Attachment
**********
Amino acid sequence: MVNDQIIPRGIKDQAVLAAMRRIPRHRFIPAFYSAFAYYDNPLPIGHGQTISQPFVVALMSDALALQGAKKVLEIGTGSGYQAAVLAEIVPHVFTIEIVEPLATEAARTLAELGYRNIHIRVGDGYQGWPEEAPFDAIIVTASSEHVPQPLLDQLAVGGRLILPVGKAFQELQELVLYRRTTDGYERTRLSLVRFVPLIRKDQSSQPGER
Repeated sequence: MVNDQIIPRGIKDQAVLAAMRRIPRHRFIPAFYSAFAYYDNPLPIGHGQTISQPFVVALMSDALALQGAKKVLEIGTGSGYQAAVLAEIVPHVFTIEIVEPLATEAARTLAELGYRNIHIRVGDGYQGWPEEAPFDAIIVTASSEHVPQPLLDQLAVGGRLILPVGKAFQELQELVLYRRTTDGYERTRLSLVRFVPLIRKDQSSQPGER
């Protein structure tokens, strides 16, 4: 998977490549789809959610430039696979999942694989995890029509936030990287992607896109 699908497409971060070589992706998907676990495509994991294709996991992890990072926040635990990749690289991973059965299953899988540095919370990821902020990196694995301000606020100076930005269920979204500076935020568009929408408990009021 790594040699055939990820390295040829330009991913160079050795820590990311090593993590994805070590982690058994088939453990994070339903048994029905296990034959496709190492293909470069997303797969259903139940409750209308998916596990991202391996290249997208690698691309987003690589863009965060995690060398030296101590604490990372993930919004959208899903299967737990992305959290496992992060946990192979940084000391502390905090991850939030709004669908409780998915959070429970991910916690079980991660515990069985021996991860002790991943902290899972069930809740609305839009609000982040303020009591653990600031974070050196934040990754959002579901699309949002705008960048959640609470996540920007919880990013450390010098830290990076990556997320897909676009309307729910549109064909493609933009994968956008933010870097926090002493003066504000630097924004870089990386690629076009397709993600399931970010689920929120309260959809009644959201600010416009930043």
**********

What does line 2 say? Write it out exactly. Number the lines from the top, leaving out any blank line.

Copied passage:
Repeated sequence: MVNDQIIPRGIKDQAVLAAMRRIPRHRFIPAFYSAFAYYDNPLPIGHGQTISQPFVVALMSDALALQGAKKVLEIGTGSGYQAAVLAEIVPHVFTIEIVEPLATEAARTLAELGYRNIHIRVGDGYQGWPEEAPFDAIIVTASSEHVPQPLLDQLAVGGRLILPVGKAFQELQELVLYRRTTDGYERTRLSLVRFVPLIRKDQSSQPGER